Criminal Justice Outcomes in Intimate and Non-intimate Partner Homicide Cases

3. THE PRESENT STUDY (cont'd)

3.2 Data sources

Data analyzed in this report were collected in two different stages. Data on homicides from 1997 to 2002 were collected as part of this research project whereas data on homicides from 1974 to 1996 were collected for an earlier project.[7] By merging these two data sets, this sample includes all homicides known to and recorded by legal and medical officials in Toronto and resolved through the criminal justice system between and including 1974 to 2002 - a period of almost 30 years. Crown Attorney files were the primary source of information because the research focus was the criminal justice processing of and outcomes in homicide cases.[8] A standardized coding sheet was used (see coding sheet, Appendix A). Information was collected on about 100 variables for each case[9], including characteristics of the accused and the victim, the circumstances surrounding the homicide incident, and the criminal justice process. These variables will be discussed in more detail below.

From 1974 through 2002, a total of 1,612 homicides were recorded in the City of Toronto.[10] Of these, 288 remain unsolved; that is, no accused has yet to be identified. For the 1,324 solved homicides, 1,416 accused persons were identified of which 1,137 were charged for their crimes and processed through the adult criminal court system. In the remaining 279 cases, the accused committed suicide immediately after the homicide, the case was cleared otherwise (e.g. accused persons died or were killed before case was resolved), warrants were still outstanding for arrest or the case was still before the court.[11] Among the group of 1,137 accused persons, Table 3.1 shows that 230 (20 percent) were charged with killing an intimate partner and 907 (80 percent) were charged with killing victims with whom they shared more distant relationships. These numbers are consistent with the most recent national figures that indicate approximately one out of every five homicides involve intimate partners (CCJS, 2003a). Focusing on this group of accused persons, this study examines patterns in criminal justice responses to homicide in one urban jurisdiction, comparing outcomes for those accused of killing intimate partners to outcomes for those accused of killing victims with whom they shared more distant relationships.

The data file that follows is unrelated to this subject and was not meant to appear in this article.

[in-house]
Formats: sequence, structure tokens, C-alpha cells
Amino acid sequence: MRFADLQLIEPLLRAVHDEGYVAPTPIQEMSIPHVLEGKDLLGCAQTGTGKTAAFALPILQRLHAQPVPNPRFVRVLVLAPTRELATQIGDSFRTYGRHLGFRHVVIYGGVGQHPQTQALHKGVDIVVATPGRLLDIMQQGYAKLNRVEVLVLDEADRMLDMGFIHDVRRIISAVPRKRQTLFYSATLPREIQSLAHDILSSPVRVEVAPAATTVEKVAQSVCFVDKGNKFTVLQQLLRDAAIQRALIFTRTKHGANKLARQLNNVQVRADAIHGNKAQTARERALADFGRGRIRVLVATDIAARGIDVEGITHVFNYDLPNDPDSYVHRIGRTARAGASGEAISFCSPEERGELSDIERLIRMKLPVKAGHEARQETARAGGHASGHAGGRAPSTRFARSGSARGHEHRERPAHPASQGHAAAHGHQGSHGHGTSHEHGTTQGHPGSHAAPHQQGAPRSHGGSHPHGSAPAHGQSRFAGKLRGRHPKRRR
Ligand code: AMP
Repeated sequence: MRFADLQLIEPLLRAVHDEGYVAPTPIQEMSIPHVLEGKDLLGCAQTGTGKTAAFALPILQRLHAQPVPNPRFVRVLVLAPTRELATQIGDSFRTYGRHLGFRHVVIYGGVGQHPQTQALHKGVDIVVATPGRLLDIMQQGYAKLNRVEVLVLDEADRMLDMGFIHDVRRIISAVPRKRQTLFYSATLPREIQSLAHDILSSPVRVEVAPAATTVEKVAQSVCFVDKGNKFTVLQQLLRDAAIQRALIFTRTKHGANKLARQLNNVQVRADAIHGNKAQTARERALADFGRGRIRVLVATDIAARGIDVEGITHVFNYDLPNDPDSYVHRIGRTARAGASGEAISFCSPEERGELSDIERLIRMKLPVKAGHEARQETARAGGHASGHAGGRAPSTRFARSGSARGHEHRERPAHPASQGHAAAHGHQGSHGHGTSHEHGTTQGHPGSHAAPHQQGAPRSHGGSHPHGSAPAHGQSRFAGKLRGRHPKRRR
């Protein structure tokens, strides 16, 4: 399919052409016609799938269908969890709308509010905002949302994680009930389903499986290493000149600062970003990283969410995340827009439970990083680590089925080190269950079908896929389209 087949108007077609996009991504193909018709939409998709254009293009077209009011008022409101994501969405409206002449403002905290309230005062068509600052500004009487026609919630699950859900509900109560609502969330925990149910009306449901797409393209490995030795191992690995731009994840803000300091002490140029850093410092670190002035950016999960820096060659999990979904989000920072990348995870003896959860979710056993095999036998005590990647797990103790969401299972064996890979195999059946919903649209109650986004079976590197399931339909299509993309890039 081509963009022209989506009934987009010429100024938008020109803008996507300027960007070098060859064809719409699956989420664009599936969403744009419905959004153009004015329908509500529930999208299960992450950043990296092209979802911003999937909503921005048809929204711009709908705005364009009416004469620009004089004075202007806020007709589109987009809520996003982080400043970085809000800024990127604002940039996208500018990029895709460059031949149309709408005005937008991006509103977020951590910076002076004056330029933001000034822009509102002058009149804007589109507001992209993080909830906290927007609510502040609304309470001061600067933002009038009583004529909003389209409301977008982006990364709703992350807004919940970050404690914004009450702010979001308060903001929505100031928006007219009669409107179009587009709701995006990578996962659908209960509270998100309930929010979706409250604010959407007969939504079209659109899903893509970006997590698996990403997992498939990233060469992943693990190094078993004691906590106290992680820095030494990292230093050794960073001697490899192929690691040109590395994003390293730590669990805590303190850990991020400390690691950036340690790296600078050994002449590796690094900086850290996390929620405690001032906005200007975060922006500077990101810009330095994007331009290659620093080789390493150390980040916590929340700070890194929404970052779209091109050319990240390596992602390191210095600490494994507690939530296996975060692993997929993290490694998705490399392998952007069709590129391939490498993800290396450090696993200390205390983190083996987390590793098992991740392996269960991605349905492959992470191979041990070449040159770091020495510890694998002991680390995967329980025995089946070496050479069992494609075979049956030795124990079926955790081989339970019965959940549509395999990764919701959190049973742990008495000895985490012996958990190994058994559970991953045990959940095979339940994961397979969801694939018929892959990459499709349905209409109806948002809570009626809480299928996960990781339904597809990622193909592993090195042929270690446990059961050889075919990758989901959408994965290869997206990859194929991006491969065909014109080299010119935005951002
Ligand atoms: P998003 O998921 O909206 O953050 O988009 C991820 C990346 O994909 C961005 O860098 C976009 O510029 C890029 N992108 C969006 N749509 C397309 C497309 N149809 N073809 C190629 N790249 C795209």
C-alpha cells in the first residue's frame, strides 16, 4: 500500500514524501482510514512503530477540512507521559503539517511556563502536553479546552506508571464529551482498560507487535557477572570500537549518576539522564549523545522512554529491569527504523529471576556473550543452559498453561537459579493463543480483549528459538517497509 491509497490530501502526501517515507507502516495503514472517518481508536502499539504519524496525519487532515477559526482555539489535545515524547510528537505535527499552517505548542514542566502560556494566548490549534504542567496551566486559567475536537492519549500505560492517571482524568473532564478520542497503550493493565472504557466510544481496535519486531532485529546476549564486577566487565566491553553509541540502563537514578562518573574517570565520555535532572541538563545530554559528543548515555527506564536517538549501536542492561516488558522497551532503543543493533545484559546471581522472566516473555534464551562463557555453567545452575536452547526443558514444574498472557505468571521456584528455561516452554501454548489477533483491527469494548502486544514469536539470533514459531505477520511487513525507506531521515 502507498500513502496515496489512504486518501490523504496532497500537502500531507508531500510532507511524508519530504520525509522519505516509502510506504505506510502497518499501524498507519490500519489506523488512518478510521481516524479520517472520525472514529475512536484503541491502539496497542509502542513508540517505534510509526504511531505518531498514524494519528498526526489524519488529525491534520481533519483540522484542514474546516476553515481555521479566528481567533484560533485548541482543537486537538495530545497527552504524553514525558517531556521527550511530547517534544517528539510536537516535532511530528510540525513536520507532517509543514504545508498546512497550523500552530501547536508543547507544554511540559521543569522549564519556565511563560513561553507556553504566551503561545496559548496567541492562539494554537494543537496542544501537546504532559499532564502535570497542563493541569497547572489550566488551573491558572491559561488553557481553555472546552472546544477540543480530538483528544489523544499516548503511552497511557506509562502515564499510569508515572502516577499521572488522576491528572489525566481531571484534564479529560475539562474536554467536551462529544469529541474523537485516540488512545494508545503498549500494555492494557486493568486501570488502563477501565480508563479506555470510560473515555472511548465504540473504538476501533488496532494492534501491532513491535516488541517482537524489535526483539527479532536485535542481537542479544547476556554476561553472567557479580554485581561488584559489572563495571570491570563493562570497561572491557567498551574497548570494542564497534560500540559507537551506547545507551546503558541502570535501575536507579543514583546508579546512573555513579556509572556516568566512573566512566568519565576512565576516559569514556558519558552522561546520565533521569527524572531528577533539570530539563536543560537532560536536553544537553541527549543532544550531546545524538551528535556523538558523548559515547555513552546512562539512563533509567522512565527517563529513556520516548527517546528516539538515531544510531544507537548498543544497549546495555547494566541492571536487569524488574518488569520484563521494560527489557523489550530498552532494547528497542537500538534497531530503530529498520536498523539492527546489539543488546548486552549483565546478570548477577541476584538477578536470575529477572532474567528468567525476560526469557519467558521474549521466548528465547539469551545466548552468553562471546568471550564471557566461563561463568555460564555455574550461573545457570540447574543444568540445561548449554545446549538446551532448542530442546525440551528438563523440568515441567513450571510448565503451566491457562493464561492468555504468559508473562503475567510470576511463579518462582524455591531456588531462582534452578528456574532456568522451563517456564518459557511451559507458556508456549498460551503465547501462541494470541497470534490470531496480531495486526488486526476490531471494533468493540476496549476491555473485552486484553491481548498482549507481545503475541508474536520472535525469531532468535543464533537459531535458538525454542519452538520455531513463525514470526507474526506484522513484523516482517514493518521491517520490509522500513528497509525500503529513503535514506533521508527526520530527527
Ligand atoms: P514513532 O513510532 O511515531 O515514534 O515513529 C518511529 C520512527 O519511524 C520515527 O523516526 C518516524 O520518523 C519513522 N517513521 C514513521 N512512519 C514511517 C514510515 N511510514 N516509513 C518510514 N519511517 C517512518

Table 3.1 : Accused Persons in Toronto Homicide Cases, Total Sample, Toronto, Ontario, 1974-2002 (N=1,137)
Type of accused Total Number Total Percent
N %
Accused persons in intimate partner homicide 230 20
Accused persons in non-intimate partner homicide 907 80
All accused persons 1,137 100

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